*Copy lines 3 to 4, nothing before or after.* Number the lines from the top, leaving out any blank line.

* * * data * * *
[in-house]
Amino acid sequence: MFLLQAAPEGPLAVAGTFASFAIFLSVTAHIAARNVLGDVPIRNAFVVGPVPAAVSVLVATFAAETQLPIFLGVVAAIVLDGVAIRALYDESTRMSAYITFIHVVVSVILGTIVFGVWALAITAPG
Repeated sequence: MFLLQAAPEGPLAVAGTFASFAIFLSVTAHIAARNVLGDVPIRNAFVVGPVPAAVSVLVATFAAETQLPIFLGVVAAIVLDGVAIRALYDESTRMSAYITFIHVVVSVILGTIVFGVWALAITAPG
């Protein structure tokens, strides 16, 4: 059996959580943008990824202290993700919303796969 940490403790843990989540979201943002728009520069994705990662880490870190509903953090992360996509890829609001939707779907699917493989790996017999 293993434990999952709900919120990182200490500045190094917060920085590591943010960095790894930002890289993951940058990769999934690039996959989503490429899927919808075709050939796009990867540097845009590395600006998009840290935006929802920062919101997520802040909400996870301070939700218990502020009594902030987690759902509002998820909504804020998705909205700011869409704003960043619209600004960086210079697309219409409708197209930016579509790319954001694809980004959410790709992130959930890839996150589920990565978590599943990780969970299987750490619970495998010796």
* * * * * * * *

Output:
Repeated sequence: MFLLQAAPEGPLAVAGTFASFAIFLSVTAHIAARNVLGDVPIRNAFVVGPVPAAVSVLVATFAAETQLPIFLGVVAAIVLDGVAIRALYDESTRMSAYITFIHVVVSVILGTIVFGVWALAITAPG
């Protein structure tokens, strides 16, 4: 059996959580943008990824202290993700919303796969 940490403790843990989540979201943002728009520069994705990662880490870190509903953090992360996509890829609001939707779907699917493989790996017999 293993434990999952709900919120990182200490500045190094917060920085590591943010960095790894930002890289993951940058990769999934690039996959989503490429899927919808075709050939796009990867540097845009590395600006998009840290935006929802920062919101997520802040909400996870301070939700218990502020009594902030987690759902509002998820909504804020998705909205700011869409704003960043619209600004960086210079697309219409409708197209930016579509790319954001694809980004959410790709992130959930890839996150589920990565978590599943990780969970299987750490619970495998010796």